Will New NYC Transit Face Mask Image Send Wrong Covid-19 Messages?

Last Wednesday, Governor Kathy Hochul lifted New York State’s face mask requirements for public transportation. Hochul announced this by sharing a few images from the New York City (NYC) MTA on the following tweet:

And here’s a tweet from the MTA showing off their second image:

In this case, MTA stands for ‘Metropolitan Transportation Authority’ and not for ‘most disturbing ad’. But what exactly was the MTA trying to say with this new image? It showed what appeared to be four faces: one wearing a facemask properly, a second clearly wearing a facemask the wrong way and sticking out the nose, the third also wearing a facemask that didn’t expose the mouth properly, and a fourth who didn’t even wear a face mask. But while these were clearly four different situations, the image had the word “Yes” under the first, second, and fourth face and the words “You do you” under the third face.

uh, what are you doing? After seeing this new image, a number of people, including scientists, public health and medical professionals, and science communication experts reacted on social media with the equivalent of “they did what?” Lucky Tran, PhD, an organizer of the March for Science and a science communicator at Columbia University, tweeted the following:

Yes, the new MTA graphic seemed to suggest that it makes no difference whether you wear a face mask over your nose, over your mouth, or both, which simply isn’t the case. This could send the message that even if you wear face masks, you don’t even have to wear them properly, as science journalist Shawn Radcliffe tweeted:

This would be like saying that wearing pants is encouraged, but it doesn’t matter if you wear the pants on your head, your hands, or your lower body.

This new MTA graphic almost looked like a parody of the original MTA graphic previously posted in subway stations all over NYC during the pandemic. @tomtomorrow even tweeted the original MTA image, calling it “the original ad campaign they decided to mock and undermine”:

As you can see, the earlier MTA image clearly placed the words “No” under the exposed face, “Not quite” under the face with the mouth exposed, “Try again” under the face with the nose exposed, and “That is the only “under the only face that properly wears a face mask. And such previous descriptions were much more scientific. After all, which one would you prefer if someone next to you were infected with the severe acute respiratory syndrome coronavirus 2 (SARS-CoV-2) and spits out virus-laden air droplets from his or her mouth and nose Would you rather have that person cover their mouth and nose or not? If you answered no, is that your last answer or do you want to call a friend? What did you think of a friend of a public health scientist?

The whole concept of “things leak out a lot less quickly when there’s a lid” isn’t a new concept. How would you react if you asked a barista for a cover for your latte and got the answer, “It just doesn’t matter, cover or no cover. It’s not clear why the MTA would release an image that essentially contradicts and possibly parodies the rationale behind the previous face mask requirements. It’s not like the MTA can behave like what’s in the TV show. has happened Dallas and declare that all his previous directives are all just a dream.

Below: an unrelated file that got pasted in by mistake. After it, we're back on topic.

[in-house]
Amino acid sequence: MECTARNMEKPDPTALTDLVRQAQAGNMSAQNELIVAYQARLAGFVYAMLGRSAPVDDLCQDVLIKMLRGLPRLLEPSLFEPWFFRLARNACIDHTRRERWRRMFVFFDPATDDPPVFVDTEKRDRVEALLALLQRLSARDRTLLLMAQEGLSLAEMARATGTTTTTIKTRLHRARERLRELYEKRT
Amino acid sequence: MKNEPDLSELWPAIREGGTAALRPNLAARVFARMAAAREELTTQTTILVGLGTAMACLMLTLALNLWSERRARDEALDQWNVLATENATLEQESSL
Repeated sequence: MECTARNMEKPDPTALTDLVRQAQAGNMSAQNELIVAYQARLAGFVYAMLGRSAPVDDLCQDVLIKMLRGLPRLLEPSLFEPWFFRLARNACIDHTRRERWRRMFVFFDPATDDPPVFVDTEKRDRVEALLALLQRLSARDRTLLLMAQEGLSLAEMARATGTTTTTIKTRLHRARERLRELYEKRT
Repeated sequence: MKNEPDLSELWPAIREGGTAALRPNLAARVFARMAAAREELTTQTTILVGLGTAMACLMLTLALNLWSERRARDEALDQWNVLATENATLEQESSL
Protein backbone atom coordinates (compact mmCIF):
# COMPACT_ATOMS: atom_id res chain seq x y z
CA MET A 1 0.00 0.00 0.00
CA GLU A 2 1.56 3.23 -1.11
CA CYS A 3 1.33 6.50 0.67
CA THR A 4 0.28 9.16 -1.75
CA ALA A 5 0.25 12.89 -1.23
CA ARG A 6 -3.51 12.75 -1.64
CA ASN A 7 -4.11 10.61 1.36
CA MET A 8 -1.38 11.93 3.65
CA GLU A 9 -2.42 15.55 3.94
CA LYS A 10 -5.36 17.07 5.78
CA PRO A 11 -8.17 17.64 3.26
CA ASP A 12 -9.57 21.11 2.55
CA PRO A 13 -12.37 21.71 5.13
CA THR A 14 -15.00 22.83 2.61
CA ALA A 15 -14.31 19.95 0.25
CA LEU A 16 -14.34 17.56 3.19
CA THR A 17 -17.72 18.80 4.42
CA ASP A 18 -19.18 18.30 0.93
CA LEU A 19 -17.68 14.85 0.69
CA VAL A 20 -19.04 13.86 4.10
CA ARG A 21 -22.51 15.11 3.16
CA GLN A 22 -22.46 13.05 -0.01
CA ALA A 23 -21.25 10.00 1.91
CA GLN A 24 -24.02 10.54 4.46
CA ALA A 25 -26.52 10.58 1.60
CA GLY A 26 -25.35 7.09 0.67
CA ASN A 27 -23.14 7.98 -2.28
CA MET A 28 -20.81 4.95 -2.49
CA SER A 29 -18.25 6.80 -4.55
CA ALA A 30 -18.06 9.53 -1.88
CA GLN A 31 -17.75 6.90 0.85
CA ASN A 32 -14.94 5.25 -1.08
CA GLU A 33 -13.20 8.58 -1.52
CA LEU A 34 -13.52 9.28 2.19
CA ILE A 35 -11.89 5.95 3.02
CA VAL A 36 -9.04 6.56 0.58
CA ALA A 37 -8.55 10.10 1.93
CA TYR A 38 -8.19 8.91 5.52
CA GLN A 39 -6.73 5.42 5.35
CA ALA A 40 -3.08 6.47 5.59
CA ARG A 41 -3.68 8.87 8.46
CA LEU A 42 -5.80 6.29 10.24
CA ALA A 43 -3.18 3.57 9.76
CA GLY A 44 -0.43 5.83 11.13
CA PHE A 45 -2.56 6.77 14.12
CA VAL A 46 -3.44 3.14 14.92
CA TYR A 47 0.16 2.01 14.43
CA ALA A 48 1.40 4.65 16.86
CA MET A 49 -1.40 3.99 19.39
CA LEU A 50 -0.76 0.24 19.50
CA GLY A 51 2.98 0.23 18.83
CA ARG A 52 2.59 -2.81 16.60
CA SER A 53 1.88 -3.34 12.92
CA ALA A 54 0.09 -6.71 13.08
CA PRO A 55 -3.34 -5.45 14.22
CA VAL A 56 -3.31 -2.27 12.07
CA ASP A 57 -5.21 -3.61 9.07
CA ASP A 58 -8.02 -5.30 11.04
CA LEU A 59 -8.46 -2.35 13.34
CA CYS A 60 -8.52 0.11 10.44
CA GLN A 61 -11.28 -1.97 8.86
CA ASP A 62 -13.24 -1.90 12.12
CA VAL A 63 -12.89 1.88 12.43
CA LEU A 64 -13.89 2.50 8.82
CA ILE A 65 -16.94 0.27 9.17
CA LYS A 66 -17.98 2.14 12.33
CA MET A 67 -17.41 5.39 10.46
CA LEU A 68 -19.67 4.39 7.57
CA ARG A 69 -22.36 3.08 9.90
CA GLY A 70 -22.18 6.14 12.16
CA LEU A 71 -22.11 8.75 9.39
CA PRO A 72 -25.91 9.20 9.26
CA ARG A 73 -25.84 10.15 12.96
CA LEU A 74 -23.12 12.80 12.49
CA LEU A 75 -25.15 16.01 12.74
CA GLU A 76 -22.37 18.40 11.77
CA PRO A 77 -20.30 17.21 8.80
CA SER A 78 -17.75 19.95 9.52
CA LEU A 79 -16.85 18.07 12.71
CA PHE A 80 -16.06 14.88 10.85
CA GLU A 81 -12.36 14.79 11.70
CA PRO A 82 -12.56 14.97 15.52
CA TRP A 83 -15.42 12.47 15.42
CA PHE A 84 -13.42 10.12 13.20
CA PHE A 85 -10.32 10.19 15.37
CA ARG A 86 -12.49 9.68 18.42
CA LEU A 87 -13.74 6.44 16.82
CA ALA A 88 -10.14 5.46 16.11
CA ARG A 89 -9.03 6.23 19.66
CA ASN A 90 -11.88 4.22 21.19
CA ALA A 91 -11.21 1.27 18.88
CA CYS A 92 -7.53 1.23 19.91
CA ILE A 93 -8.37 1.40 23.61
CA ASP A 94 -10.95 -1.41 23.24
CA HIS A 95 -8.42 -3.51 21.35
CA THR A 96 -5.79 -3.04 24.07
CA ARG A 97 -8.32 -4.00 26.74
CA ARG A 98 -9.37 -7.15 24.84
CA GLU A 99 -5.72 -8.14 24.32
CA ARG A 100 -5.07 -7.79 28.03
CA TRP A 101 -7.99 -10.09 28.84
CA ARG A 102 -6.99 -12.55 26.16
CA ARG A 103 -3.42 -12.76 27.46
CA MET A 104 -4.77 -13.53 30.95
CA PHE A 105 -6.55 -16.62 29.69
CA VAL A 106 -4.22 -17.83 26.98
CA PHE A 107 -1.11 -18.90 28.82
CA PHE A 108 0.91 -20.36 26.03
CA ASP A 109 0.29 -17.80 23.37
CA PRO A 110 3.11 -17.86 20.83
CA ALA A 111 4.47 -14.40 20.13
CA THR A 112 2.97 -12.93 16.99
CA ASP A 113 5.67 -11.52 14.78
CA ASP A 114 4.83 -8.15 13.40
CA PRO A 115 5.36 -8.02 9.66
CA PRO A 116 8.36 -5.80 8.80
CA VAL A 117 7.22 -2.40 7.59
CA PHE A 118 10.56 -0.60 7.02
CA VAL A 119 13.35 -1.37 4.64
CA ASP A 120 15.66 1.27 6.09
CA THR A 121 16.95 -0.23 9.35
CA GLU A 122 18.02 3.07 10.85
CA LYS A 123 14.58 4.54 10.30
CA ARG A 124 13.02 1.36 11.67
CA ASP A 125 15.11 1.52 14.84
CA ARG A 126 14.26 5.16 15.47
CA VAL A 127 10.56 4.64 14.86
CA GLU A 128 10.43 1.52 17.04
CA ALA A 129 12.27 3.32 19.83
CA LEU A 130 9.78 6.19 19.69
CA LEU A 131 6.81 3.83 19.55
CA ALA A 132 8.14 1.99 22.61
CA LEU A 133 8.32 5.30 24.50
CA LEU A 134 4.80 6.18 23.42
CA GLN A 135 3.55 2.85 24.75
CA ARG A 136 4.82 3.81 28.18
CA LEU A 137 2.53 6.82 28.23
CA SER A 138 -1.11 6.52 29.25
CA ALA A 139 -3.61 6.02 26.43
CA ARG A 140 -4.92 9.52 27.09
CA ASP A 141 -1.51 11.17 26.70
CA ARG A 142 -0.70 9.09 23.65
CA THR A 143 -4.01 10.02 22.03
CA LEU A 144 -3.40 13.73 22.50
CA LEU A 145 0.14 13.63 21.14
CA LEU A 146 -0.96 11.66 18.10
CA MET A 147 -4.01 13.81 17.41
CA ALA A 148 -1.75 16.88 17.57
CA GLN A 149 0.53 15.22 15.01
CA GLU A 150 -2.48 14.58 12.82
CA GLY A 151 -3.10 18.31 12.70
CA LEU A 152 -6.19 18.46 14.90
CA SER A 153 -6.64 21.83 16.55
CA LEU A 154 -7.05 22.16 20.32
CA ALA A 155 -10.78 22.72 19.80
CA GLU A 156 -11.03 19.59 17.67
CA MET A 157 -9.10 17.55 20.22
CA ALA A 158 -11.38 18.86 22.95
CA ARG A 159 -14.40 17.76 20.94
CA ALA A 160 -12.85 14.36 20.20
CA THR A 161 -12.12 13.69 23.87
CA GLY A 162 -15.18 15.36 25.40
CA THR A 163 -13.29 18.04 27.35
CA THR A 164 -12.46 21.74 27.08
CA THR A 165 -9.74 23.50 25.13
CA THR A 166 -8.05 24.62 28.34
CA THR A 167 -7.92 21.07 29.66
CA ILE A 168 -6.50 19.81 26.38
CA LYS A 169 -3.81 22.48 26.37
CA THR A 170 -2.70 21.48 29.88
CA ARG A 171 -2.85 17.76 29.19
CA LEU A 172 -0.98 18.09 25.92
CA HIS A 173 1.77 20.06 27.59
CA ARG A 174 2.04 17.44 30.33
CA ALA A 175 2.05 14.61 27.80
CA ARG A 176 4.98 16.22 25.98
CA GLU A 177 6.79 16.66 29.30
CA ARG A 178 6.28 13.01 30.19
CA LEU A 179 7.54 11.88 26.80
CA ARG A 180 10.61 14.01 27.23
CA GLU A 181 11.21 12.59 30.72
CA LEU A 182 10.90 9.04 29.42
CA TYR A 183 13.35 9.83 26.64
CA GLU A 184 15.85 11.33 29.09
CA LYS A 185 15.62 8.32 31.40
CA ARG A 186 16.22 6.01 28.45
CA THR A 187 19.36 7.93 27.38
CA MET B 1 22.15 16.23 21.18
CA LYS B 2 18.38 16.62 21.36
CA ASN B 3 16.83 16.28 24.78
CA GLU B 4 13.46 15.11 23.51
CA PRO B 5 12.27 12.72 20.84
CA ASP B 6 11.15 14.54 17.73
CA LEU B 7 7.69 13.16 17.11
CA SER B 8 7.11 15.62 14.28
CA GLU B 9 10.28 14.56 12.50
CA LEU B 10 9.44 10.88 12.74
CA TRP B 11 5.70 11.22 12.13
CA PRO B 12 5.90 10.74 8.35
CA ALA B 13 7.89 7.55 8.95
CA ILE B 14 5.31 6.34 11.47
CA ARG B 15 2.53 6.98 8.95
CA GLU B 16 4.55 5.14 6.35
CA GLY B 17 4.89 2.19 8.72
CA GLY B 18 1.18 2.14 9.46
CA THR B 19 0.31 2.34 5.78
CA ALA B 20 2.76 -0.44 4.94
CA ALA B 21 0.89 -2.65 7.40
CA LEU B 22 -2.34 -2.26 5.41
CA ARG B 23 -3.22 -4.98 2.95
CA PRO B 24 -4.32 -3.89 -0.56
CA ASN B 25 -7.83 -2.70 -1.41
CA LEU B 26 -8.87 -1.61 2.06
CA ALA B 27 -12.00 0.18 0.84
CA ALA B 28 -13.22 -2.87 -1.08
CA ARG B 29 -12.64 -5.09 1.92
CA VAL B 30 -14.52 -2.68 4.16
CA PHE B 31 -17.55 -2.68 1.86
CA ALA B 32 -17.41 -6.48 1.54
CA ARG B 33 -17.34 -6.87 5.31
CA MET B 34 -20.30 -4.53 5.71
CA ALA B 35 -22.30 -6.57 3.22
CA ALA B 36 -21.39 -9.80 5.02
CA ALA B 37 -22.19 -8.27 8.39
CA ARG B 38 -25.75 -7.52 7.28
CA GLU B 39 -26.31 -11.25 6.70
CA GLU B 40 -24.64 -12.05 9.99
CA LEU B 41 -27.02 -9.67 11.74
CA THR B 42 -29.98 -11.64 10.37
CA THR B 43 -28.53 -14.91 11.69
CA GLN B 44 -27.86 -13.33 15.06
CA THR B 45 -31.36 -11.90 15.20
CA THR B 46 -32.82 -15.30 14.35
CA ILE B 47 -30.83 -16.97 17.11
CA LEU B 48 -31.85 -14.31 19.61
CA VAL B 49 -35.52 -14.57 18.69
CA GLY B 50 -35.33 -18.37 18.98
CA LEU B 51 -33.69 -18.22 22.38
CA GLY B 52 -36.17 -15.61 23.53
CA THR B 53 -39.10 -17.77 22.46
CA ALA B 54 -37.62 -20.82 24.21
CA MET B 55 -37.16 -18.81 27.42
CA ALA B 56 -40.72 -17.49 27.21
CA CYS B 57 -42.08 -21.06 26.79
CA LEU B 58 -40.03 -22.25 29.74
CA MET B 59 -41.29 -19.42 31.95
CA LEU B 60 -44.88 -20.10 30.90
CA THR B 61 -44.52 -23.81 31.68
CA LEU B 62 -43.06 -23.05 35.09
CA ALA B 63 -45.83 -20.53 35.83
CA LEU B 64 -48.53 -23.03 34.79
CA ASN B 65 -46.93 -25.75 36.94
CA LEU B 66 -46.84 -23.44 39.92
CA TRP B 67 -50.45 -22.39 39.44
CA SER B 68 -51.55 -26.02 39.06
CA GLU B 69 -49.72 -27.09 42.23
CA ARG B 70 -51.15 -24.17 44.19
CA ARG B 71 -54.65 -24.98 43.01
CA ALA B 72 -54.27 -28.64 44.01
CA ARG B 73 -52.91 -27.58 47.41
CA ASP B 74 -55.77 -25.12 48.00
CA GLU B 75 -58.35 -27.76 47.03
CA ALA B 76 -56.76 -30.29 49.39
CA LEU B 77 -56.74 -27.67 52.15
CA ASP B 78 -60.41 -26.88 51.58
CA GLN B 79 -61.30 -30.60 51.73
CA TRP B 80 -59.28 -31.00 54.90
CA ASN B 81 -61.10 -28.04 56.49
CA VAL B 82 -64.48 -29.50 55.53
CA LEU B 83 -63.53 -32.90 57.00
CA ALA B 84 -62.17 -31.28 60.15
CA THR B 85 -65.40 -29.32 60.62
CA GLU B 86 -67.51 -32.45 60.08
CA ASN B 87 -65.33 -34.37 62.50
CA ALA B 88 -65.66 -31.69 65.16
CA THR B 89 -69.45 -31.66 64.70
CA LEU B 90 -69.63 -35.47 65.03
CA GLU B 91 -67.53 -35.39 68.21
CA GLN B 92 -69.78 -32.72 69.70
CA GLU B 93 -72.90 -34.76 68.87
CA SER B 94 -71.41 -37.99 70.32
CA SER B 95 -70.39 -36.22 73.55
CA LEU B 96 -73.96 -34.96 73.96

Speaking of parodies, Eric Feigl-Ding, PhD, an epidemiologist and head of the COVID Risk Task Force at the New England Complex Systems Institute, shared some real parodies of the new MTA image on Twitter. The first time the MTA image was pooped (and peed) falsely suggested that the four people were equal:

The second parody image featured the word “yes” only under the first face wearing the face mask properly and then a little extra sauce under the other three:

As you can see, the second face with the nose sticking out over the top of the face mask had these words on the right side: “Really? I mean it’s been over two years, you can’t honestly put your mask on like that. to wear?”

The third face with the mouth open was accompanied by: “No, seriously. Most five-year-olds even know this is wrong.”

And finally, the fourth face without a mask had next to it: “Thank you for putting your selfish entitlement and lack of empathy for the lives of the disabled and immunocompromised.”

Speaking of which, the Center for Independence of the Disabled, NY (CIDNY) expressed their disagreement with lifting the requirements for face masks on public transportation in a statement shared on Twitter:

CIDNY stressed that not needing face masks puts people at higher risk for more serious Covid-19 outcomes, such as people with disabilities and those with weaker immune systems. Their statement also said that “images showing masks worn incorrectly can be dangerous. We’re glad masks are encouraged, but we don’t need encouragement. We need security.”

Again, it’s not clear who came up with the new MTA graphic and what purpose it will serve. Why did such an image have to be accompanied by the lifting of the requirements for face masks? There is already enough evidence that face masks work. To suggest in any way that it makes no difference whether you wear a face mask or wear it properly is inconsistent with scientific evidence. In addition, it will be all the more difficult to reintroduce the requirements for face masks everywhere if they are ever needed again in the future, like oh maybe next winter if Covid-19 rears its head again.

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